Prior to 3/5/2008 the newsclips are available in a PDF archive.
News Clips 03/22/2013
Charging the Bulls: USF trustees raise non-tuition fees
Source: Tampa Tribune, 03/22/13
View Original Article
By Jerome R. Stockfisch
Whatever the Legislature decides on tuition during the next month in Tallahassee, students will be digging a little deeper next fall to pay for their education in the University of South Florida system.
The USF Board of Trustees on Thursday approved several fee increases, bumping up the non-tuition charges more than $54 a year for a student taking a full course load at USF. The tab is even steeper for students at USF St. Petersburg, who will pay an extra $107 in fees next fall.
That doesn't include material, supply, facility and equipment fees for individual classes that can run as high as $75 per class. In USF's music department in Tampa, for example, many course fees will rise from last year's standard $7 to $25, $30 or $50, depending on the instrument.
"To increase the burden on students is not what we want to do, but at the end of the day, we have to make sure students have the services and support they need," said Brian Goff, USF's student body president.
Goff has a seat on the Board of Trustees and voted to increase his fellow students' future tab after spending the past two years on committees that analyzed student fee requests.
"We made sure that every cent was justified and necessary, and that there weren't any frivolous increases going into it," he said.
For the 2012-13 school year, a resident undergraduate at USF typically paid $6,334 in tuition and fees. Of that, about $1,800 went to student fees.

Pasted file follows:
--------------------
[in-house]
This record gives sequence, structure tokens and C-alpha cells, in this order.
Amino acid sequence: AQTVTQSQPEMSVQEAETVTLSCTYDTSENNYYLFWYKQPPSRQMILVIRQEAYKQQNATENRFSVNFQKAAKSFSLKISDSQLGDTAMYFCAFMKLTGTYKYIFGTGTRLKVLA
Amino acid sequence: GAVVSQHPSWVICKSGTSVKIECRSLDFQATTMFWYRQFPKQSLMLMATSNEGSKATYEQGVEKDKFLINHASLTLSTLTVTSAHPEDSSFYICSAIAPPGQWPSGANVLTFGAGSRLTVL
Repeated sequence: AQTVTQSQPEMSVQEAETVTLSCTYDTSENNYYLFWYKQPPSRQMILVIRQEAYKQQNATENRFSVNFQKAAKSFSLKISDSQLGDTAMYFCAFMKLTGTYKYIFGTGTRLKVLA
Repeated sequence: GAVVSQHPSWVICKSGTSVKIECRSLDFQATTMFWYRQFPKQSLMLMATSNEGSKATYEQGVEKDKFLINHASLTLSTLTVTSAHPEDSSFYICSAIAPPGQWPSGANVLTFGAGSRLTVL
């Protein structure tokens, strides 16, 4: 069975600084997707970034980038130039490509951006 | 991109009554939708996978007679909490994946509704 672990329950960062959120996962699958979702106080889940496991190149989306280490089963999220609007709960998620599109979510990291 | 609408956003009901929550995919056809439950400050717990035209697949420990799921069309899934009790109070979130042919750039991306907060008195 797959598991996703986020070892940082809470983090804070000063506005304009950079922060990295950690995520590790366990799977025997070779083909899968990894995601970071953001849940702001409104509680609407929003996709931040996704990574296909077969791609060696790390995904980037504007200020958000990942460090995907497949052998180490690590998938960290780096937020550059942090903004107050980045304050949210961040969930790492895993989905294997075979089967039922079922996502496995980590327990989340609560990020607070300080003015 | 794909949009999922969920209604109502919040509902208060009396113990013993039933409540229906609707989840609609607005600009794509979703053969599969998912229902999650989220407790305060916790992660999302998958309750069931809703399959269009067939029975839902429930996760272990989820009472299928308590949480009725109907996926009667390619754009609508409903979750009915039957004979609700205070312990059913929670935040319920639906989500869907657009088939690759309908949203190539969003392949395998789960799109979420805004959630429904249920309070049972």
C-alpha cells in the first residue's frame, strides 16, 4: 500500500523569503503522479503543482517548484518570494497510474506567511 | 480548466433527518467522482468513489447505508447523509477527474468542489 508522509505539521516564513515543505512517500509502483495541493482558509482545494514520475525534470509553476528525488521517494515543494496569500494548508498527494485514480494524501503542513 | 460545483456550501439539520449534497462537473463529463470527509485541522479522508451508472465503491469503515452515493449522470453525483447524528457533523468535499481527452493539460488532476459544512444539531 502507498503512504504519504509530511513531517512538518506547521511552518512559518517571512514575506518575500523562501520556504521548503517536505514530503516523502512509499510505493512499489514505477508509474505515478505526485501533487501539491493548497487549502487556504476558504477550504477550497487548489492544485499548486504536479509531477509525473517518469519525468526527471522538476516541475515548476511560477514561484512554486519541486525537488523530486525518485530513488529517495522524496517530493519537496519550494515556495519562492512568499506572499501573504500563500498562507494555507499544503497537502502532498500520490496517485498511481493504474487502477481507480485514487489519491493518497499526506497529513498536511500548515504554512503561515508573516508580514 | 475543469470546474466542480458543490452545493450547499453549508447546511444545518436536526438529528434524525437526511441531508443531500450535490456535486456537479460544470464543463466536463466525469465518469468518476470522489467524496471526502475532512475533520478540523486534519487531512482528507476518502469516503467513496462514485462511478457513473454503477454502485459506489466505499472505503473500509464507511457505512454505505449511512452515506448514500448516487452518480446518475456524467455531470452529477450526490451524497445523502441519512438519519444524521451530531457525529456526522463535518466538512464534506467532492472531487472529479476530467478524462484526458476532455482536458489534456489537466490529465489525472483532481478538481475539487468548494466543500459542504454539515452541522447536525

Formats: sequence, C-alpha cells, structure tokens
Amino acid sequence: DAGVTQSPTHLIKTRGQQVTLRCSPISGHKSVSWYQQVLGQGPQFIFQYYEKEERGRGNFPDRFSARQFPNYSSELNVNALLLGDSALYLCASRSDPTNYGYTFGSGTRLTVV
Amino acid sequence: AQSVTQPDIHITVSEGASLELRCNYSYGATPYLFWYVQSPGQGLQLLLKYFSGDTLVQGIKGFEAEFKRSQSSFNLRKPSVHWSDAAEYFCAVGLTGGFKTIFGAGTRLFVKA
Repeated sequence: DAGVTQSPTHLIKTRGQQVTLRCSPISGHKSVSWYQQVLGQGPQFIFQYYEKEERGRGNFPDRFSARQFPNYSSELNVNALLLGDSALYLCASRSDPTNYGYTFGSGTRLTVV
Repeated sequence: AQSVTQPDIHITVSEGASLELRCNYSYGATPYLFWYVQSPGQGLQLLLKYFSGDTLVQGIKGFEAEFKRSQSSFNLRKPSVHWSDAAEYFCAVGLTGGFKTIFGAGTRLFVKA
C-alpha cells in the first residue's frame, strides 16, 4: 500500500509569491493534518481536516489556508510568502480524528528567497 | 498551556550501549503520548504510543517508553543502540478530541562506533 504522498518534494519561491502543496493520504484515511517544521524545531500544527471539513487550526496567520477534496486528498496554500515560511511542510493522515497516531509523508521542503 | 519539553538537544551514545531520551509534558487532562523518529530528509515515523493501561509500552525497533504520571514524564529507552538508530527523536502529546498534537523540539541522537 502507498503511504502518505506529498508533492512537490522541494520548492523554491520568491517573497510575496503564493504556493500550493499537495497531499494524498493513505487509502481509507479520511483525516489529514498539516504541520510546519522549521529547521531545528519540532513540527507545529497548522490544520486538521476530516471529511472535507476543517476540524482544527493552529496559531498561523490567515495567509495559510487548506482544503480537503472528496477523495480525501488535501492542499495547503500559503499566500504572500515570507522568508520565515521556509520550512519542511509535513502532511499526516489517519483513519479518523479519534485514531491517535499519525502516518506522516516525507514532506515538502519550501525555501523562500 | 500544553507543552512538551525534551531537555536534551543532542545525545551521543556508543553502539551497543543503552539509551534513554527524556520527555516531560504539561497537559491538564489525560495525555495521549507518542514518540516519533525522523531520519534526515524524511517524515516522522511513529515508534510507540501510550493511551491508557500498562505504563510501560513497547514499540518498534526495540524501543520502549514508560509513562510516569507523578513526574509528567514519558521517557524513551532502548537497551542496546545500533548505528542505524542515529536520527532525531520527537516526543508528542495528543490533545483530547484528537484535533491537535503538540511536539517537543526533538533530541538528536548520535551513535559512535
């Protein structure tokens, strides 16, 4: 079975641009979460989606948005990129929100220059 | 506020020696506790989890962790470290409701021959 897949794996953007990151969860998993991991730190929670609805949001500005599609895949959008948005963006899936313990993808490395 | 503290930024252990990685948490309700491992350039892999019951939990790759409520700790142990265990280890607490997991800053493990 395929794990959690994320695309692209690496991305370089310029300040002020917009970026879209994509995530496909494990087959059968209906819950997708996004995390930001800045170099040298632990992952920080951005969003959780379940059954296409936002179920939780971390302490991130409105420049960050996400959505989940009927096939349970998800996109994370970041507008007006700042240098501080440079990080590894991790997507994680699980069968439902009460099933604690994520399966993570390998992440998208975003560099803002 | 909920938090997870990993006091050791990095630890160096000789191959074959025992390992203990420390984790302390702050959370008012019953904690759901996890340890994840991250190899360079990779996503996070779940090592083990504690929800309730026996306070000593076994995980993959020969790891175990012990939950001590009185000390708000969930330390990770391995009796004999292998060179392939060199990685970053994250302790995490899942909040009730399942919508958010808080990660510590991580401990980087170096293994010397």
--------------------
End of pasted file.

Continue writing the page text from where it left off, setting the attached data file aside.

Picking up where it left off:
USF System president Judy Genshaft noted that there have been few fee increases in recent years as students struggled in the down economy. "This year, we felt that we had to in some of these areas," she said.
The state Legislature controls most purse strings and sets base tuition for the university system.
But student fees have been a popular way to fund non-academic facilities and services at public universities. The use of state funds is tightly regulated. For example, money in the state's Public Education Capital Outlay program comes from a tax on Floridians' utility bills and can only be used for academic-oriented construction.
School fees, meanwhile, are assessed for purposes such as athletics, health, technology, transportation and other student benefits. A Capital Improvement Trust Fund, established through student fees, supports non-academic construction.
USF St. Petersburg, for example, has more than $3.5 million in capital trust fund programs on the drawing board, from a pool replacement to upgrading recreation facilities, including safety and security. Its trust fund fee is slated to rise $2 this fall, from $6.76 a credit hour to $8.76, to help pay for the projects.
In Tampa, the construction trust fund fee will rise $1.24 to $8 a credit hour. The money raised will finance improvements to the Marshall Student Center, the main library, and wellness and recreation activities.
In Tampa, a health fee rises 21 cents a credit hour, and an activity and service fee goes up 37 cents a credit hour. Altogether, that's an increase of $1.82 a credit hour, or just over $54 for someone taking 30 credits a school year.
In St. Petersburg, the health fee rises $1 per credit hour, and a student government fee increases 58 cents a credit hour. Add the building fee, and the overall increase is $3.58 a credit hour, or about $107 for someone taking 30 credits.
The Florida Legislature sets base state university tuition during the 60-day legislative session. Individual universities then have the ability to raise the figure up to 15 percent year to year, subject to state Board of Governors approval.
Halfway through the legislative session, the budget process is now heating up. In a show of unity, university presidents notified lawmakers that if the Legislature replaces $300 million in funding cut from university budgets last year, and adds $118 million in new money, they will not raise tuition.